American Apparel chief executive officer Paula Schneider detailed in court the chaotic situation she walked into when she took the reins of the Los Angeles firm roughly a year ago.
Schneider was the first to testify at a hearing that began this morning in Delaware bankruptcy court in which a judge will decide whether or not to confirm the company’s reorganization plan as attorneys for American Apparel founder Dov Charney argue against it.
Charney is part of a group of investors that include Hagan Capital Group and Silver Creek Capital Partners that have put in two failed bids now — the most recent of which was for roughly $300 million — for American Apparel, but accuse the company of leading an unfair marketing process and have been less than helpful during negotiations beginning with a data room Charney’s attorney likened in his opening remarks to a “litigation dump.”
Charney, along with Hagan Capital Group managing partner and group president Chad Hagan, are also set to testify at the hearing, which is expected to continue into Thursday.
The decision will come down to more than “whose got the most money in the wheelbarrow,” as judge Brendan Shannon put it in court just before Schneider took the stand.
Much of her testimony described the apparel behemoth’s back-end operations as running more akin to a scrappy start-up than the multimillion-dollar, publicly traded company it had become. The details she shared are much of what she’s publicly said in multiple interviews throughout last year: no spring line when she joined in January 2015 following Charney’s firing; more than 70 people directly reporting to her; a looming bond payment due; four million units of slow-moving inventory, and the company was in the middle of a clearance process called the dot sale that ultimately did more harm than good.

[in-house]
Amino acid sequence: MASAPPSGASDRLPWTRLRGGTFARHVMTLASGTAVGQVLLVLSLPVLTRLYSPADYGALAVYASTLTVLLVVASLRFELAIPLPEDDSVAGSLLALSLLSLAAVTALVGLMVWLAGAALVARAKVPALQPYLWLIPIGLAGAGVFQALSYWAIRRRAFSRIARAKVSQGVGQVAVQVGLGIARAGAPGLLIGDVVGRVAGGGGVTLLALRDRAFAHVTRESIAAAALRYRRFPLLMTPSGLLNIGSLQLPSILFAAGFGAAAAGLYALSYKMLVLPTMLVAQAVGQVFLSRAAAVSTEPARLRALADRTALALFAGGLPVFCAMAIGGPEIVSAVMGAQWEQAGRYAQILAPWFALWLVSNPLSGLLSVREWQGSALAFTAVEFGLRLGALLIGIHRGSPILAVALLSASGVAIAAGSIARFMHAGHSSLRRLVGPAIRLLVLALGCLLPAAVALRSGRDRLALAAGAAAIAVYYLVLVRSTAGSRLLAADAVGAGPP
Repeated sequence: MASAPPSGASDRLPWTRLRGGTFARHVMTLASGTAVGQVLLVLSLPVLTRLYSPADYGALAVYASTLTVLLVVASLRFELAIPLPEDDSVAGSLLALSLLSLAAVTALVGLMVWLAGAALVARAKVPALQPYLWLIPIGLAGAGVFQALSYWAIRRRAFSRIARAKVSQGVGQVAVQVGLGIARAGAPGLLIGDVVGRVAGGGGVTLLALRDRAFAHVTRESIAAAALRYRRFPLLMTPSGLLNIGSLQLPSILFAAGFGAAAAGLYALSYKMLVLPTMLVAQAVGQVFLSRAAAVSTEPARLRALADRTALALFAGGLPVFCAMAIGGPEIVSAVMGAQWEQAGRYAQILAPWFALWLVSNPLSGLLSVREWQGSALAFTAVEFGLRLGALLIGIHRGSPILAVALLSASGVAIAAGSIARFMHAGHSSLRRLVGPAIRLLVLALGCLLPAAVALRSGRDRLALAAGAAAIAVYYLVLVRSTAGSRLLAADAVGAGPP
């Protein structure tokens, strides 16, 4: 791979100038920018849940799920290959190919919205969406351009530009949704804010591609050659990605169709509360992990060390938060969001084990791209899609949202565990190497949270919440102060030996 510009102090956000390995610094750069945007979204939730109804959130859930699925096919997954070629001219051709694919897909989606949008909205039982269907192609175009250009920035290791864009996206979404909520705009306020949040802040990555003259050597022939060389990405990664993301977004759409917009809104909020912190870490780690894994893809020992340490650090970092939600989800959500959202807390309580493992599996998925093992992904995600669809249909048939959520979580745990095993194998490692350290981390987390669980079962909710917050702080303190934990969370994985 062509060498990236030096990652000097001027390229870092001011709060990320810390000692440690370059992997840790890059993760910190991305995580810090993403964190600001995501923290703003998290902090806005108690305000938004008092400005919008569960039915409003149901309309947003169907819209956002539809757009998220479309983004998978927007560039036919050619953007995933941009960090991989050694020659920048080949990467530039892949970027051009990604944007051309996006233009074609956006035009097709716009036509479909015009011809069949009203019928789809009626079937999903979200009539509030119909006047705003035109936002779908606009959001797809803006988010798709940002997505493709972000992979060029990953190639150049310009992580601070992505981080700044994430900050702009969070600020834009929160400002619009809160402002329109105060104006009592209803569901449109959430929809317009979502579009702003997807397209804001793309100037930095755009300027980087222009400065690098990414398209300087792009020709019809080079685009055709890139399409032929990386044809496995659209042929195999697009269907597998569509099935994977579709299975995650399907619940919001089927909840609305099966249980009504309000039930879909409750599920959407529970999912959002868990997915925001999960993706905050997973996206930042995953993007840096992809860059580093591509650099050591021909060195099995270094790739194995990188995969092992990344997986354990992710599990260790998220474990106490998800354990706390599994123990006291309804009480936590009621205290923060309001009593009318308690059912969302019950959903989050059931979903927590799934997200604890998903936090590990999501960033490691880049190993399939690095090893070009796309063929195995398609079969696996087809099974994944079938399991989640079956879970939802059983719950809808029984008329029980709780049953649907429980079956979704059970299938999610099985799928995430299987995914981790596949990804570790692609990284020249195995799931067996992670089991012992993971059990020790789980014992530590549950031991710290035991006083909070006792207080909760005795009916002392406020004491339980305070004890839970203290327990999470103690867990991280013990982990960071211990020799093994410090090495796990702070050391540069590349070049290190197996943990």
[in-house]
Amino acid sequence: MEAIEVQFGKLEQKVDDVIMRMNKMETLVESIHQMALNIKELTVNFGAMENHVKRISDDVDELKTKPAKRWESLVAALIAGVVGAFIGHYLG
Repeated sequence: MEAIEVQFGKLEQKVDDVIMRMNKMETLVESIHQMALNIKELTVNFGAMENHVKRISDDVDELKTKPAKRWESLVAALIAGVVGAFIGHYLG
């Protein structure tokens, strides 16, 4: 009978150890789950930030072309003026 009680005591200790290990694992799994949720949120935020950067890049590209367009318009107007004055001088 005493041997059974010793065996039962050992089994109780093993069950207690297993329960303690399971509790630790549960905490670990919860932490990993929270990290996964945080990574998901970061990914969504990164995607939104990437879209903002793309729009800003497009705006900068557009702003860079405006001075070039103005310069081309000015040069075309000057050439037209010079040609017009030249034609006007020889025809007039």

“They thought it would improve comps, but what it did was pretty much break the system,” Schneider testified of the dot sale. “It basically looked like you were going out of business.”
The company was in “pretty dire straights,” she went on to say.
Robert Flachs, managing director at American Apparel financial adviser Moelis and Co., later took the stand to defend the company and his firm’s process for conducting a sale and how they handled the analysis of the Hagan-Silver Creek offer. The bid was ultimately rejected for a number of reasons Flachs detailed. He pointed out the proposal would have required consensus among the bondholders, resulting in a protracted bankruptcy the company can’t afford and potential litigation. Additionally, he said, it would leave American Apparel with slightly less liquidity than the reorganization plan before the judge and with about $10 million more of net debt upon emergence from bankruptcy. “We’re just trying to get away from that,” Schneider said in her testimony of the idea of additional leverage.